Cause of Stuttering?? More than One Answer…

I recently wrote a paper for my Summer SLP Graduate course about Stuttering theories and treatments. My paper was entitled “The Impact of Developmental, Environmental, and Learning Factors on Stuttering” based on a Chapter in Barry Guitar’s textbook (sounds thrilling, I know). While I was not entirely excited about topic, it turned out to be more helpful than my doubtful #slp2b brain wanted to admit.

There is no one theory about the cause of stuttering. Some refer to genetics for their cause – “My dad and grandpa stuttered, so that’s why I do” – while others say it was the environment – “My mom punished me if I ever stuttered, but I ended up stuttering more”. Guitar’s (2006) textbook (Chapter 3) gives great insight into the generally accepted theories for causes of stuttering – I highly recommend his (expensive) textbook…

From my writing, I stumpled upon a quote by Nan Ratner, which I think is a great combination of what Guitar wrote and her own contributions:

“Parents understand that feeding children sugared foods or raising them in dusty houses causes neither diabetes nor asthma. However, both conditions are helped by changes in the child’s diet or home environment. It is useful to help parents problem-solve their own personal environments for fluency-enhancing and aggravating condition.” (p 54)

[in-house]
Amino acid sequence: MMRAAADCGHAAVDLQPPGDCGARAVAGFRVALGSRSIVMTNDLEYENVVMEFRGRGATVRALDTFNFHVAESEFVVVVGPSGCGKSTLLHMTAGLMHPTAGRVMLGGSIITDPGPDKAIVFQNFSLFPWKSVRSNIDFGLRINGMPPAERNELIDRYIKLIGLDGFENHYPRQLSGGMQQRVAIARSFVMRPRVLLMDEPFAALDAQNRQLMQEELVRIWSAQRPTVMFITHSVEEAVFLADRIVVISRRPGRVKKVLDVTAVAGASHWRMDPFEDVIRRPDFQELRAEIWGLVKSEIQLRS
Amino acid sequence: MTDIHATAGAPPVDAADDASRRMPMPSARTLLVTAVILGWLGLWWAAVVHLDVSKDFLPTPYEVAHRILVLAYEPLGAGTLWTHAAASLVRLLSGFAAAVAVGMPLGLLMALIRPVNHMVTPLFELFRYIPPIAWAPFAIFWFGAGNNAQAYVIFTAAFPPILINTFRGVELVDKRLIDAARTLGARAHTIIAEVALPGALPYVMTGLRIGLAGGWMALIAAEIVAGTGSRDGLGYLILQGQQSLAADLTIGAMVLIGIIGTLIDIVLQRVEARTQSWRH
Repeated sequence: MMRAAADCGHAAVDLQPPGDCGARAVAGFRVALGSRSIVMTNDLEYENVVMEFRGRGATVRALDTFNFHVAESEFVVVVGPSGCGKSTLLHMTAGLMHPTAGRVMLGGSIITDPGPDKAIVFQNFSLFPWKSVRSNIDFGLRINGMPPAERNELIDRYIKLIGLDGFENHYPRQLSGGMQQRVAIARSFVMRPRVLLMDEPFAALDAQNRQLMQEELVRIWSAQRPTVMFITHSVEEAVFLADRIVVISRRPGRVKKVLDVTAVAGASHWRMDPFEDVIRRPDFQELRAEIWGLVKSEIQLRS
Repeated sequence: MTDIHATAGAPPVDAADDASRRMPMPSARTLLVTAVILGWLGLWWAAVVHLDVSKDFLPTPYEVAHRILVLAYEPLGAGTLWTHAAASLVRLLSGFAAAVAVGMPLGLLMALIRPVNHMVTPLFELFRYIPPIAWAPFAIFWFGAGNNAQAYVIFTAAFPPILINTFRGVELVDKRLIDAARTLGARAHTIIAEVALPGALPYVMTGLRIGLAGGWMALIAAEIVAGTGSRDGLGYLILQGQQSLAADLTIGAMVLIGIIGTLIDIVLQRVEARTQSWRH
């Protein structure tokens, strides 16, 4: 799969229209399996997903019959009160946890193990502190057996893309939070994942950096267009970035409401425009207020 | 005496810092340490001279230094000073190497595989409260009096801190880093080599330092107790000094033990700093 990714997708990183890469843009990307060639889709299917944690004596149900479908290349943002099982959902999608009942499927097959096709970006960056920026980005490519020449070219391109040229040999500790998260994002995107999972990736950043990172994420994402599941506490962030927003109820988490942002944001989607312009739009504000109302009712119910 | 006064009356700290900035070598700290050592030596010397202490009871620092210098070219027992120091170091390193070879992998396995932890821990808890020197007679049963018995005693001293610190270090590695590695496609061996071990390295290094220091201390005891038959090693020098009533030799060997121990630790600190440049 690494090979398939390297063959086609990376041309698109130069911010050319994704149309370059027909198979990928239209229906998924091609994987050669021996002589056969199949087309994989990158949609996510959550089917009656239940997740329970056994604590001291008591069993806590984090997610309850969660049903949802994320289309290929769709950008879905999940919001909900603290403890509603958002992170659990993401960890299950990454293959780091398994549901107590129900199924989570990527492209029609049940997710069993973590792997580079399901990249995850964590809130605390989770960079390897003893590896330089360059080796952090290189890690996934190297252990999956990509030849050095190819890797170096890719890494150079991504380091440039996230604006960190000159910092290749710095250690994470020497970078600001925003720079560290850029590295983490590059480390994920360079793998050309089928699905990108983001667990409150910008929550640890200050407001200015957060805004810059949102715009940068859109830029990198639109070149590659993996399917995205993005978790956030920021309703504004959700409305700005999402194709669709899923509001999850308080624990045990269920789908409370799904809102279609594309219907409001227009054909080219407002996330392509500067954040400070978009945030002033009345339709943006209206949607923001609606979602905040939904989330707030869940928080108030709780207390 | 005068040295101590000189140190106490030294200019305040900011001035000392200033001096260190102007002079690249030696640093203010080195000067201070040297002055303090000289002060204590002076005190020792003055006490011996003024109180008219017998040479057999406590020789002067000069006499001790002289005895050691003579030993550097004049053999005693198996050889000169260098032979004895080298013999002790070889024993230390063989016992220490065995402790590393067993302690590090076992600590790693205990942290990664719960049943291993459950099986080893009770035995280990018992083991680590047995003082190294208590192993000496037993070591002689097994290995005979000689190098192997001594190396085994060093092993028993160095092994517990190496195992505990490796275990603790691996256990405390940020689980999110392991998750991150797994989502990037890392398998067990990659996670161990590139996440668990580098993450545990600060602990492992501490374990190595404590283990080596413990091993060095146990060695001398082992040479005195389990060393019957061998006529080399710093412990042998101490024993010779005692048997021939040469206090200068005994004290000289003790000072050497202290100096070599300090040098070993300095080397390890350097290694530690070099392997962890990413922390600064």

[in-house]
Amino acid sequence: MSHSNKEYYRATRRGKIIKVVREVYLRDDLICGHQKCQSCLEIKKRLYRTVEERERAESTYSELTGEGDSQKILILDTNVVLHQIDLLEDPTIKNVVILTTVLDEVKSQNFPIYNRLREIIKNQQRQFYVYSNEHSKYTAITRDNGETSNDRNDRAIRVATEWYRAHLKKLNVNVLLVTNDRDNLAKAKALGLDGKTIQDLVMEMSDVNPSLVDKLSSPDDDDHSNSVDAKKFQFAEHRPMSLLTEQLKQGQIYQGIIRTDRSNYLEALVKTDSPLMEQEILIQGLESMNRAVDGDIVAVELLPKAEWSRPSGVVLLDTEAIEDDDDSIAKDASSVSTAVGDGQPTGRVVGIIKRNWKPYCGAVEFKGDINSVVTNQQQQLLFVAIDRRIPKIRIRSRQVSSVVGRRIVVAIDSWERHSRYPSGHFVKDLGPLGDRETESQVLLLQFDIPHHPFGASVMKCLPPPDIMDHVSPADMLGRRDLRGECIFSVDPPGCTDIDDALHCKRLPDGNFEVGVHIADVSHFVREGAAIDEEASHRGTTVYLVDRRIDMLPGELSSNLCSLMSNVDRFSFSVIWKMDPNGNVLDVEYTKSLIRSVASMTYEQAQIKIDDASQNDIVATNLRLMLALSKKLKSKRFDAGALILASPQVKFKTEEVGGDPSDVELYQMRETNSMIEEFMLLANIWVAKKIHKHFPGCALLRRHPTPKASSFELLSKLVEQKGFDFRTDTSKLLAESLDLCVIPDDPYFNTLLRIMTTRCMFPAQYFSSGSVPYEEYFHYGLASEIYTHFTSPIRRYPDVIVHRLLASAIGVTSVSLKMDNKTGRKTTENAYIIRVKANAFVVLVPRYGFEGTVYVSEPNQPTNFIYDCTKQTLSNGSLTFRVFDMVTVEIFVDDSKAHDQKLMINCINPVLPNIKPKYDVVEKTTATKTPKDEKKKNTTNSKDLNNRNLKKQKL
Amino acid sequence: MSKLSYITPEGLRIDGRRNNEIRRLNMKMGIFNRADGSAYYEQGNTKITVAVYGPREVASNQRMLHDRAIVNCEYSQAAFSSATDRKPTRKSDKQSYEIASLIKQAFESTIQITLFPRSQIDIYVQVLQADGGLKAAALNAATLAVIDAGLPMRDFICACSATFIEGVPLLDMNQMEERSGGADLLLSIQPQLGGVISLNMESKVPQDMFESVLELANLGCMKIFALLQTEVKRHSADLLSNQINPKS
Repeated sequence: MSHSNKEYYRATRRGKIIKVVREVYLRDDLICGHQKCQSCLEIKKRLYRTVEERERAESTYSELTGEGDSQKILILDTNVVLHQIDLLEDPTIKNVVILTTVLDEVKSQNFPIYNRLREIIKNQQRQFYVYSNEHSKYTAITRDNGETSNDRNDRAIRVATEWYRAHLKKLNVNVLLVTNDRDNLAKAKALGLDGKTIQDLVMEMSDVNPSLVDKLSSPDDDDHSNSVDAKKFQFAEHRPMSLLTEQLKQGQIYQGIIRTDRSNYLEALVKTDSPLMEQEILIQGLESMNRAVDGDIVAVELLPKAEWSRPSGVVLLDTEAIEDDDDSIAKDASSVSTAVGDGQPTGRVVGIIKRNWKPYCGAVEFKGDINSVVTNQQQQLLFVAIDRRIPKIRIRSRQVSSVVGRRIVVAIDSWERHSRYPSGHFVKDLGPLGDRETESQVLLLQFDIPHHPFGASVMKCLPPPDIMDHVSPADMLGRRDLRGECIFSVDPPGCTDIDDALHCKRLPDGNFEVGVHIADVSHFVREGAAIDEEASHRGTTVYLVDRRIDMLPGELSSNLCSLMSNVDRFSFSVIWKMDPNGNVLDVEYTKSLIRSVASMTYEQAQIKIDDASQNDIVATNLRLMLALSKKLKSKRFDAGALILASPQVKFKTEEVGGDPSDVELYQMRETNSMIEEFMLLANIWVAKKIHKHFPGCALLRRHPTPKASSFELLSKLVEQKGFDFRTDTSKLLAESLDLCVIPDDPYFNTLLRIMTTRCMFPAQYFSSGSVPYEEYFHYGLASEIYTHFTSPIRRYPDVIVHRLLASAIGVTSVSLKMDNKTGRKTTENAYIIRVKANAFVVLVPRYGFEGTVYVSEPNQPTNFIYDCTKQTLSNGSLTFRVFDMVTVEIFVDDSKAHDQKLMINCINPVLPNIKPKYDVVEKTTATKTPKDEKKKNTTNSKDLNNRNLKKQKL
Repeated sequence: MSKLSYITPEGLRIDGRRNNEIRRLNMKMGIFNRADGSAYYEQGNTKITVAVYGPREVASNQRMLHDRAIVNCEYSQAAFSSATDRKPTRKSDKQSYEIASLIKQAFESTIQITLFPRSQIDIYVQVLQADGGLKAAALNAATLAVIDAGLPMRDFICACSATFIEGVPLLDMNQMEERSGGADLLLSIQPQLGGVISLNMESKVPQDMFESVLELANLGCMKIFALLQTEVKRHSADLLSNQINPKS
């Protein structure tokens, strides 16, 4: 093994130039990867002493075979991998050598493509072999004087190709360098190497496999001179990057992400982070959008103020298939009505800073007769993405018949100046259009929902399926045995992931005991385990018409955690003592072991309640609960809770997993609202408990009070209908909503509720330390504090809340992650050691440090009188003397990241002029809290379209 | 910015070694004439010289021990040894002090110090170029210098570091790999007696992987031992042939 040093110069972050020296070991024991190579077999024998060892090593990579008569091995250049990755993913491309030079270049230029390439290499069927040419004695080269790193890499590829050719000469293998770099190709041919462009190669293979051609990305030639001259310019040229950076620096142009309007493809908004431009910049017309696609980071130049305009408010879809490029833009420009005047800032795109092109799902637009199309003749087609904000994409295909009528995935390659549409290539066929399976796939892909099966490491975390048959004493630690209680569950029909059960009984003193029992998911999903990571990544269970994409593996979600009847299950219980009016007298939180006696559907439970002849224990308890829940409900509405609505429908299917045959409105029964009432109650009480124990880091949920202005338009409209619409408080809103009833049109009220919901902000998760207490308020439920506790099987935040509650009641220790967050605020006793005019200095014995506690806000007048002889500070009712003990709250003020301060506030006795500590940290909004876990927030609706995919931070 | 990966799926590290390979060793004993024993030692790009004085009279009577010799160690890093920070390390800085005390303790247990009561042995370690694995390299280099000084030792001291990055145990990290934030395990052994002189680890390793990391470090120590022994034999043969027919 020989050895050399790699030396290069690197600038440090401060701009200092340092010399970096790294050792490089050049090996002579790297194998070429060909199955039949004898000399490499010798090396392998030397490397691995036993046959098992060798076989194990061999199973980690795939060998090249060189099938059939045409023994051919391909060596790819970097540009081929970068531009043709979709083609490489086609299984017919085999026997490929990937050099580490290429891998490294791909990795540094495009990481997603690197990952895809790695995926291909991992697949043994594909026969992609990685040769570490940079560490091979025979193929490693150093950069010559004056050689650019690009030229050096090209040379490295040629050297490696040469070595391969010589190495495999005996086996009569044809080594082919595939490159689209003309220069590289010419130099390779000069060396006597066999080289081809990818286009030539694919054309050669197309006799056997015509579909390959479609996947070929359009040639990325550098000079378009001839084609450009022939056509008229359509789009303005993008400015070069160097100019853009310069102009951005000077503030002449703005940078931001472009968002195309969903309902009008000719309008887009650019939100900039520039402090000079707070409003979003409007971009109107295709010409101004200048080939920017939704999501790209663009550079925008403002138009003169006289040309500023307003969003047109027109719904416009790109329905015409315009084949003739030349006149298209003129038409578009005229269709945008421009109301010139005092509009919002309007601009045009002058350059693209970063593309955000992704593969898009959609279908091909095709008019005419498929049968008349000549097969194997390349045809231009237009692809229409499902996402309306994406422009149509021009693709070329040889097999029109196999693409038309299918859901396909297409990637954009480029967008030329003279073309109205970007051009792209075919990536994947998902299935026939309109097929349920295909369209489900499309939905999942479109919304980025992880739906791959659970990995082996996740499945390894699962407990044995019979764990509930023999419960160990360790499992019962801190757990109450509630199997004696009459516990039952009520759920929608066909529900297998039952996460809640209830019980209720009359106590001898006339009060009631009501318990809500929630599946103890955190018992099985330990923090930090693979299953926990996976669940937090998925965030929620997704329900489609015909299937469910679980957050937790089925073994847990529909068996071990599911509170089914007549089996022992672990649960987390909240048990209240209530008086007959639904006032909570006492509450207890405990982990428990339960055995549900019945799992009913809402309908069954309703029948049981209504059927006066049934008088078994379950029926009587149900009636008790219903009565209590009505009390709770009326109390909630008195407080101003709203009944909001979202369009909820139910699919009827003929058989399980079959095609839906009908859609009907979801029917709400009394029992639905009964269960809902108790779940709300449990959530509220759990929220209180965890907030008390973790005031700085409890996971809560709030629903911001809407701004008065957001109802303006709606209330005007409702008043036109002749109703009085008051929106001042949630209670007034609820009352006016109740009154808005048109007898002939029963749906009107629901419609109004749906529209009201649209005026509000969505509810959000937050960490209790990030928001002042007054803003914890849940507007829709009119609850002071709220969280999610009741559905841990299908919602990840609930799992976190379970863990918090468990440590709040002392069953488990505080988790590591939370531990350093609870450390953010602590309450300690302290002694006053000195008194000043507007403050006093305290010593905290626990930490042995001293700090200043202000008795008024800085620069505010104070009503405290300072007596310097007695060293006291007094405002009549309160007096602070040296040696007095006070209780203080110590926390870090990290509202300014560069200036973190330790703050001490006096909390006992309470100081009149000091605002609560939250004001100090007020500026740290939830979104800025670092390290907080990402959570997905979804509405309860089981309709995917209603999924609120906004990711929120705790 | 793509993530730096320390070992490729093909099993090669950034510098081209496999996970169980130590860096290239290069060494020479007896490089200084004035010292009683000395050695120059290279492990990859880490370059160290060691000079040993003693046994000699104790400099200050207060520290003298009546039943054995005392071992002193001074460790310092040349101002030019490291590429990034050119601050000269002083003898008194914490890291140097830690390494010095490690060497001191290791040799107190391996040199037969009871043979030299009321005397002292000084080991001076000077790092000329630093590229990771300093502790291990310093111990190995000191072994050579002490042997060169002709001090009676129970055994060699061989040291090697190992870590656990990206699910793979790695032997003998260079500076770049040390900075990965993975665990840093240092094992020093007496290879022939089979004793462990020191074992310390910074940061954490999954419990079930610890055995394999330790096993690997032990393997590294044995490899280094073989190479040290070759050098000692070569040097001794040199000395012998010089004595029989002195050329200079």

The environment (parents), development (cognitive/social/language growth), and learning factors (operant/classical conditioning) play a key role in understanding and explaining the causes of stuttering. Both Guitar and Ratner pose great perspectives which I plan to use for my future clients who stutter.


  1. Guitar, B. (2006). Developmental, environmental, and learning factors. In P. Lappies, L. Napora & K.C. Dietz (Eds.), Stuttering: An integrated approach to its nature and treatment (3rd ed., pp. 71-103). Baltimore, MD: Lippincott Williams & Wilkins.
  2. Ratner, N. B. (2004). Caregiver-child interactions and their impact on children’s fluency: Implications for treatment. Language, Speech, and Hearing Services in Schools, 35, 46-56.

And to end, A humorous yet truthful video regarding teachers…yet I think it can be applicable for SLPs too 🙂

What Teacher’s Make

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